Ventilation rates can have significant impact on the energy use of commercial buildings. States and local jurisdictions typically specify the ventilation requirements for buildings within their respective building codes and can set these requirements independent of the energy code requirements. Because of the limited reference to ventilation within either the 2004 or the 2007 edition of ASHRAE 90.1, the requirements that States certify that their energy codes meet or exceed the 2007 edition of ASHRAE 90.1 would in general not require modification of State ventilation code requirements. However, in many cases, ventilation requirements can be traced back to requirements found in one or another version of ASHRAE Standard 62.1. For the purpose of the quantitative analysis, DOE assumed ventilation rate for the simulation prototypes based on the requirements ASHRAE 62.1-2004. DOE also performed a sensitivity analysis which calculated the quantitative impacts assuming a ventilation rate based on ASHRAE Standard 62.1-1999.

2. Results of Whole Building Energy Analysis

The quantitative analysis of the energy consumption of buildings built to Standard 90.1-2007, as compared with buildings built to Standard 90.1-2004, indicates national primary energy savings of approximately 3.9 percent of commercial building energy consumption based on the weighting factors for the 15 buildings simulated. Site energy savings are estimated to be approximately 4.6 percent. Using national average fuel prices for electricity and natural gas DOE estimated a reduction in energy expenditures of 3.9 percent would result from the use of ASHRAE Standard 90.1-2007 as compared to ASHRAE Standard 90.1-2004. As identified previously, these estimated savings figures do not include energy savings from equipment or appliance standards that would be in place due to Federal requirements regardless of their presence in the ASHRAE Standard 90.1-2007.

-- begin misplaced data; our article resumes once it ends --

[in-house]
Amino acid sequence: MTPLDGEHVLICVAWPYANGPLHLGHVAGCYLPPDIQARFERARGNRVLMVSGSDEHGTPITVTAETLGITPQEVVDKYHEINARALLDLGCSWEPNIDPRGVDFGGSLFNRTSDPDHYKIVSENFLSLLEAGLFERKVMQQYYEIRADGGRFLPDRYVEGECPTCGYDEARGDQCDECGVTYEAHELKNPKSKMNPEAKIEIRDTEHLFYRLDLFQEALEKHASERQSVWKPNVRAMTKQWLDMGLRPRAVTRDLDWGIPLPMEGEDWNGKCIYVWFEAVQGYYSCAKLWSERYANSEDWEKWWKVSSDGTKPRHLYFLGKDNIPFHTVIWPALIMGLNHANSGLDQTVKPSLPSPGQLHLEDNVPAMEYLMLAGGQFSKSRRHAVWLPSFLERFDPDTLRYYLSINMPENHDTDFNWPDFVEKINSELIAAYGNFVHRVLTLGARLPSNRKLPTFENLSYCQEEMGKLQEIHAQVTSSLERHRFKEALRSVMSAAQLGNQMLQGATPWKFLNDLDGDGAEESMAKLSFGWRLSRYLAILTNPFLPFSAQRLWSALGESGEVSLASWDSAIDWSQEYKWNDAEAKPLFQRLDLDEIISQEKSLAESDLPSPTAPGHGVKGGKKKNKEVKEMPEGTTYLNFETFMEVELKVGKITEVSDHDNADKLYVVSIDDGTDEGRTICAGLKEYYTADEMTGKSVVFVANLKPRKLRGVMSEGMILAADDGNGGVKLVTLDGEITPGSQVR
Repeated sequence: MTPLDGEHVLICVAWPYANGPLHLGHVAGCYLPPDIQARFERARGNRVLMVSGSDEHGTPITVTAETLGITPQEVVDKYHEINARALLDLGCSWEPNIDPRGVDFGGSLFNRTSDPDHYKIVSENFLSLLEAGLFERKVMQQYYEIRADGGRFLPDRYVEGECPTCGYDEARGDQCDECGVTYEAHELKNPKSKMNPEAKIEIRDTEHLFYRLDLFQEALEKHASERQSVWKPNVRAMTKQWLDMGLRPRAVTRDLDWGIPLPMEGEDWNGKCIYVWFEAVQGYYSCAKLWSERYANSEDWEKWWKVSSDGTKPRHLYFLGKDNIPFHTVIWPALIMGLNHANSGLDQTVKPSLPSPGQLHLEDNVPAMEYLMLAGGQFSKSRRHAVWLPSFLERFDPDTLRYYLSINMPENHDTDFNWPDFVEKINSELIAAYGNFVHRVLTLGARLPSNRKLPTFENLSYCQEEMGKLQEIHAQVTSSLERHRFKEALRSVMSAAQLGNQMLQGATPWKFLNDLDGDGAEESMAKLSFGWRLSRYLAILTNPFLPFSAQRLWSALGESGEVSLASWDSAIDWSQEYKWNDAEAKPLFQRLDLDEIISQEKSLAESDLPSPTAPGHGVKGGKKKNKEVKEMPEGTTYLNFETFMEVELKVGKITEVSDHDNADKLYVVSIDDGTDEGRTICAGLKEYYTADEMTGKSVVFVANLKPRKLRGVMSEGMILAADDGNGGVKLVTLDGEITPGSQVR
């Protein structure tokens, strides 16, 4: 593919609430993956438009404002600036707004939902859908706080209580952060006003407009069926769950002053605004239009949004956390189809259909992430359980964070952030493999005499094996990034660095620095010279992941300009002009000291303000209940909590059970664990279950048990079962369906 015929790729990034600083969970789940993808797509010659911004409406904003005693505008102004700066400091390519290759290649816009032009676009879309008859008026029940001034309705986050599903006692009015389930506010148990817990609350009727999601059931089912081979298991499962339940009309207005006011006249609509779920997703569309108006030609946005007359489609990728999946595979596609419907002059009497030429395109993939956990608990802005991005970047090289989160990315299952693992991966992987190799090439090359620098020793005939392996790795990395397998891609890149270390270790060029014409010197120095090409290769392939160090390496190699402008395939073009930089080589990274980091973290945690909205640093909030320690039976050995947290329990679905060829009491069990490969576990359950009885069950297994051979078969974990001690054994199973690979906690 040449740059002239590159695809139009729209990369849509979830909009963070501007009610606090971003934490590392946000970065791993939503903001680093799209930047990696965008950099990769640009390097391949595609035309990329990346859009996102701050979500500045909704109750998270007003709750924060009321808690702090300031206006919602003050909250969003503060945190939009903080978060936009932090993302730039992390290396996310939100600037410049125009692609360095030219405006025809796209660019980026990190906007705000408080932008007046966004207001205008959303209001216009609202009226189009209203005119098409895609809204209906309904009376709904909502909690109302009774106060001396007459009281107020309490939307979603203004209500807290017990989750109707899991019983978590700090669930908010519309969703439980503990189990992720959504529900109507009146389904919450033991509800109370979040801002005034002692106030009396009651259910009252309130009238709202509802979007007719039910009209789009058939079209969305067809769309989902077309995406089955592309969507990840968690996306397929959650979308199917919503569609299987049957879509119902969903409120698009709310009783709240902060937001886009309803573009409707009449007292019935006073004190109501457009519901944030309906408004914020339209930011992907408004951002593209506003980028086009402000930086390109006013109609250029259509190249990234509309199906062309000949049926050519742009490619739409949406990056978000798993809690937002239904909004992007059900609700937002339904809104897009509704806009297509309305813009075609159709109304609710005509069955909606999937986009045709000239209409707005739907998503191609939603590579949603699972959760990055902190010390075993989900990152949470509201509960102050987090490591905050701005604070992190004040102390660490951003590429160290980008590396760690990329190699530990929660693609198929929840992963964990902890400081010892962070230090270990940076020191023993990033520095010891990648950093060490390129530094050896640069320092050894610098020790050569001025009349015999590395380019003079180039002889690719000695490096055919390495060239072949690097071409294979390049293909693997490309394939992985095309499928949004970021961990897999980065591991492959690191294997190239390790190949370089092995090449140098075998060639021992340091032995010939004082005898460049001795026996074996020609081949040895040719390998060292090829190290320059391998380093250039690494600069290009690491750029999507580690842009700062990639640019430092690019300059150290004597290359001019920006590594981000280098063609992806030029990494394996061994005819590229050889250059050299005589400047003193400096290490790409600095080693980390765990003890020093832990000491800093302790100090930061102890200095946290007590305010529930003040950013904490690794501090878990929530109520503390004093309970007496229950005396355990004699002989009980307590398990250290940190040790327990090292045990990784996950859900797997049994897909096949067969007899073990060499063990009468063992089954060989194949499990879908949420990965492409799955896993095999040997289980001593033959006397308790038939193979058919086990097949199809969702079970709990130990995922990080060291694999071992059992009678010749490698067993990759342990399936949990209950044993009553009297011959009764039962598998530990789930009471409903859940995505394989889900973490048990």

Tables 2 and 3 show the aggregated energy use and associated energy savings by building type for the 15 building prototypes analyzed and on an aggregated national basis for the 2004 and 2007 editions, respectively. For each edition of Standard 90.1, the national building floor area weight used to calculate the national impact on building EUI or building ECI, is presented. The national average electricity and gas building energy use intensity is presented separately for each building prototype analyzed, electricity being the predominant energy usage in all prototypes. National-average site energy use intensities range from over five hundred Btu per square foot annually for the Fast Food prototype to approximately 28 Btu per square foot annually for the Non-refrigerated Warehouse type. Source energy use intensities and building energy cost intensities ($/sf-yr) are also presented. Further details on the quantitative analysis can be found in the full quantitative analysis report available at http://www.energycodes.gov/​implement/​determinations_​90.1-2007.stm. Start Printed Page 43293

Table 2—Estimated Energy Use Intensity by Building Type—2004 Edition

Building typeBuilding prototypeBuilding type floor area weight %Whole building EUI data for building population kBtu/ft2-yr
Electric EUIGas EUISite EUISource EUIECI $/ft2-yr